Other priorities include advocating for the city to impose parking restrictions in the station area and addressing RVs that park for long stretches. It also would push for dense, mixed-use structures and recruit businesses.

The group wants to see the future light rail station along Broadway closer to Everett’s core, rather than next to the Sounder station and bus depot.

The only other BIA in Everett is downtown. Established in 1995, it collected $480,000 last year, according to the city of Everett. Its rates are $0.14 per $1,000 of assessed value and $0.08 per square foot.

John Hull, director of strategic initiatives for the Everett Gospel Mission, signed onto the BIA immediately. He sees it as a way to rally the neighborhood, keep it cleaner and change perceptions people have of the area.

“Having a presence and activity makes a difference in how people perceive the community,” Hull said.

Some businesses aren’t sure the price is worth the services.

Steve Corotas, who owns property along Broadway in the station district area and in the downtown BIA, said the Alliance’s proposed special assessment seemed excessive.

He said his two sites were comparable, but the assessment for the building near the station would be about twice as expensive, he said.

Corotas wants to see the Alliance save money by not hiring for the social worker-type roles, which he says duplicates city services. While he sees a benefit from the existing BIA, he also questions why the two BIAs can’t be run together to reduce overhead costs.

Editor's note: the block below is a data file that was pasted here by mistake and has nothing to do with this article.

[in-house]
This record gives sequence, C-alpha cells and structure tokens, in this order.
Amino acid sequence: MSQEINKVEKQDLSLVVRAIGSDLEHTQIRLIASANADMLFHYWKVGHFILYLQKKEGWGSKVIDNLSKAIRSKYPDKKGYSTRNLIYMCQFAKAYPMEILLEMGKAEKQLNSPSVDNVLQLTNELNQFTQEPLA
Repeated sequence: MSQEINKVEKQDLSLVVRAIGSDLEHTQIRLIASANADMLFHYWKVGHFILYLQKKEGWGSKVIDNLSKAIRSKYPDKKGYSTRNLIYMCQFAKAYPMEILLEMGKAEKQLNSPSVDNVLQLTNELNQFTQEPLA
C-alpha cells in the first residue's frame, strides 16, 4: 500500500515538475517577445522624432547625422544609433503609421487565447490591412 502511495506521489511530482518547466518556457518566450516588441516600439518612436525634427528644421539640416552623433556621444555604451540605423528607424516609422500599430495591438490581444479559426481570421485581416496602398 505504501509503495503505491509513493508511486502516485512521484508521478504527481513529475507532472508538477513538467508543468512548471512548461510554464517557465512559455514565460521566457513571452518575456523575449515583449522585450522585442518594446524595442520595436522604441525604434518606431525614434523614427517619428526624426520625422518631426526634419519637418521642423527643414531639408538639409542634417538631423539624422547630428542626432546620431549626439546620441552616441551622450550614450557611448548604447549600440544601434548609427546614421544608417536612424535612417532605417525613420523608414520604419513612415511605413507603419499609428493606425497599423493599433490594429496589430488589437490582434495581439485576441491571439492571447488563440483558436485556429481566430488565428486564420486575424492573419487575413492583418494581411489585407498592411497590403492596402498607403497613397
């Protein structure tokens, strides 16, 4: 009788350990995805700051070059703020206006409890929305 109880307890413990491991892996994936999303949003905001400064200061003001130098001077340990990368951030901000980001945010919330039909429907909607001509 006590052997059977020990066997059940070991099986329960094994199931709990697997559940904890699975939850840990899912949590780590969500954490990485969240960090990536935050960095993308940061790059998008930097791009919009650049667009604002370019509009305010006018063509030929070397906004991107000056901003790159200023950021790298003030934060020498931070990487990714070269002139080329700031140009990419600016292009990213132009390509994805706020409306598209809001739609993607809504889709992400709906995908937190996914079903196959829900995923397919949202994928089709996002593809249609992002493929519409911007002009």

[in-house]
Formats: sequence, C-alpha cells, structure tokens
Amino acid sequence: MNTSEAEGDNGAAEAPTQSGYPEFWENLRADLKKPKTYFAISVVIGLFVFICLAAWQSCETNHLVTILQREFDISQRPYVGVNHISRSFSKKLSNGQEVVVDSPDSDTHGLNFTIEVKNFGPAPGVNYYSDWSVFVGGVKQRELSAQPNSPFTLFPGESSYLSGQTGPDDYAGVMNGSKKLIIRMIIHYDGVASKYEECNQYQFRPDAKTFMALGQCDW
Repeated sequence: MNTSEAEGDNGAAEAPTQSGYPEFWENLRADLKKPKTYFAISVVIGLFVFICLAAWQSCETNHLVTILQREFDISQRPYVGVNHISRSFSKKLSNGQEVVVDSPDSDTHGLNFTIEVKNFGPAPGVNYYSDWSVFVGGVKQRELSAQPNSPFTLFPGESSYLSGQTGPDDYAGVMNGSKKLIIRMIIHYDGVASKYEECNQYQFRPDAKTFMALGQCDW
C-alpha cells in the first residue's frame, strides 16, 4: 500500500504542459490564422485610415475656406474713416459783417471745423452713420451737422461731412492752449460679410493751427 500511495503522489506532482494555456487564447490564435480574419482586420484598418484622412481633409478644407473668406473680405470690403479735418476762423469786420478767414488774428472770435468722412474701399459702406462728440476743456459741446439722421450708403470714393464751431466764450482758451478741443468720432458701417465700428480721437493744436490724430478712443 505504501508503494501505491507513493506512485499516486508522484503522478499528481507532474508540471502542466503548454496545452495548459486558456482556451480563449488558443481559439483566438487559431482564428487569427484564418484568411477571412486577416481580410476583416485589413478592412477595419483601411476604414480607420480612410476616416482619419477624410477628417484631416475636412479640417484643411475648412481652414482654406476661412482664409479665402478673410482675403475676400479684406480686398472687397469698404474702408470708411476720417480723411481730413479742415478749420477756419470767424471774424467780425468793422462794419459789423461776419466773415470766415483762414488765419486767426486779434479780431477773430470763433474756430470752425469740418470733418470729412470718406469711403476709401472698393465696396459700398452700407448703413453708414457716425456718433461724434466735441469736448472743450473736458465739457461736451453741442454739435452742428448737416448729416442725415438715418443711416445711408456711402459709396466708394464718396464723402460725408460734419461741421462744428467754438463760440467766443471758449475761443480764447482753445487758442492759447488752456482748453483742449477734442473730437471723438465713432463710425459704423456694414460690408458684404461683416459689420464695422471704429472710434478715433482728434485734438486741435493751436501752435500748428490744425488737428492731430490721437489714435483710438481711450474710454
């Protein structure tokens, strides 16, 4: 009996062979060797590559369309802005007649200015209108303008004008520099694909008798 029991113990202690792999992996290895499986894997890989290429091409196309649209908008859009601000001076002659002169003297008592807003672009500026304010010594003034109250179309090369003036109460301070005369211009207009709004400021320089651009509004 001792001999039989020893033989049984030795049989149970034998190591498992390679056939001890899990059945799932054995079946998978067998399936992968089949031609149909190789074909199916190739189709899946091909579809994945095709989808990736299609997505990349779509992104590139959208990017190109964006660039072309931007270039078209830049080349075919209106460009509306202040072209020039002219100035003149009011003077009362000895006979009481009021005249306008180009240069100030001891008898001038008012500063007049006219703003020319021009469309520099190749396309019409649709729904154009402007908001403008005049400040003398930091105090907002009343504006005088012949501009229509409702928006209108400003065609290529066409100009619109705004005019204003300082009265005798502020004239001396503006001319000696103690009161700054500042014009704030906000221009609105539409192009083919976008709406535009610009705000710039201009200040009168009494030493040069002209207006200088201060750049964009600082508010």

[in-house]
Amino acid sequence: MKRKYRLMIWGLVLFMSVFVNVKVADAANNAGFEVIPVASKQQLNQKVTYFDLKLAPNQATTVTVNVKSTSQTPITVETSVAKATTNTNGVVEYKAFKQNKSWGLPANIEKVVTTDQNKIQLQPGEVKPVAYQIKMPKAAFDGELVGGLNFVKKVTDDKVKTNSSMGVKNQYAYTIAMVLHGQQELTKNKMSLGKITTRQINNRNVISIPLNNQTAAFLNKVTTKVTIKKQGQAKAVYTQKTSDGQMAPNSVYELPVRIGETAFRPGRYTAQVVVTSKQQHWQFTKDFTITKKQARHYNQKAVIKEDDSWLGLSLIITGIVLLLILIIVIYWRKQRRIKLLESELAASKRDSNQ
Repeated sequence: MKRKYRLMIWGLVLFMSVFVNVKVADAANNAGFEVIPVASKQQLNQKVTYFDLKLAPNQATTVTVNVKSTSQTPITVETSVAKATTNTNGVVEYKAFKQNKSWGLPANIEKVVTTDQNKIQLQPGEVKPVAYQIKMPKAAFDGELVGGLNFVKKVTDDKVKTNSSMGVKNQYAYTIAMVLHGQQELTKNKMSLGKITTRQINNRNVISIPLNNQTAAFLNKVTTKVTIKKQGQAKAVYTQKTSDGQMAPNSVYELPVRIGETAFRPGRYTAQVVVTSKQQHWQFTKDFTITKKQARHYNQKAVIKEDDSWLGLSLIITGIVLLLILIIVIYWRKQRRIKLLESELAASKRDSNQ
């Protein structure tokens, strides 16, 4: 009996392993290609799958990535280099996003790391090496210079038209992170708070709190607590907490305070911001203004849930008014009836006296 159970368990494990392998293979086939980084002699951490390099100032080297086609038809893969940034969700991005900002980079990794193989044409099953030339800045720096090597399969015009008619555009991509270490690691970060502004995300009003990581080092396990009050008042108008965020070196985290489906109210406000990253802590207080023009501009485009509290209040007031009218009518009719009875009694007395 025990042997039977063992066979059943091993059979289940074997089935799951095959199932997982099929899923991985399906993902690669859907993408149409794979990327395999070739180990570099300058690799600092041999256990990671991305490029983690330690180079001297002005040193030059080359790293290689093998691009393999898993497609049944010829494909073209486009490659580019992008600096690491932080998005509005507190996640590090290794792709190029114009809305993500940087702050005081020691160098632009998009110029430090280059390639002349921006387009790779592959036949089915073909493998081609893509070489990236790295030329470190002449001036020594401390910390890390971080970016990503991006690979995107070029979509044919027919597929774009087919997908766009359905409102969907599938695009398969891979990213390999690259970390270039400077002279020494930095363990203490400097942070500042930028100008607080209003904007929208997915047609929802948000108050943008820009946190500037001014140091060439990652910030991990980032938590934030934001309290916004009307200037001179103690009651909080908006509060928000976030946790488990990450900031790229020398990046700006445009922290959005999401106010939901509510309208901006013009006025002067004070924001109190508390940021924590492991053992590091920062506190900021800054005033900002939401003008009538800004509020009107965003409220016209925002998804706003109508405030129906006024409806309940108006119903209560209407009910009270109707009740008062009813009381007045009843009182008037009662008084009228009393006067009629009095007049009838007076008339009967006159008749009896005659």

Another Broadway business owner Cecilia White echoed many of Corotas criticisms.

“I don’t see the added benefit beyond what the city of Everett services should be doing,” White said.

Forming a BIA allows businesses and organizations to pool resources for the mutual benefit of the group, said Brock Howell, the Alliance’s executive director. And it allows property owners to have a voice in major changes happening in the neighborhood.

While the Everett City Council ulitmately approves the formation of BIAs, the Alliance needs to show support from property owners who represent 60 percent of the assessed value of the neighborhood.

The group has started collecting signatures, and is about three-fourths of the way to the 60 percent target, Howell said.

Several long-time business owners are supporting the BIA and the owner of one to the largest sites — the Lowe’s property — has signed on, he said.

The city of Everett has the largest stake in the area, owning roughly 15 percent of the total assessed value of the properties in the district, according to Howell.

Dan Eernissee, Everett’s economic development director, said he anticipates the city will sign onto the BIA.

The Alliance aims for council approval this fall, with a special assessment going into effect this year or early next. If the BIA goes forward, there are about 160 different owners within its boundaries.

Lizz Giordano: 425-374-4165;; Twitter: @lizzgior.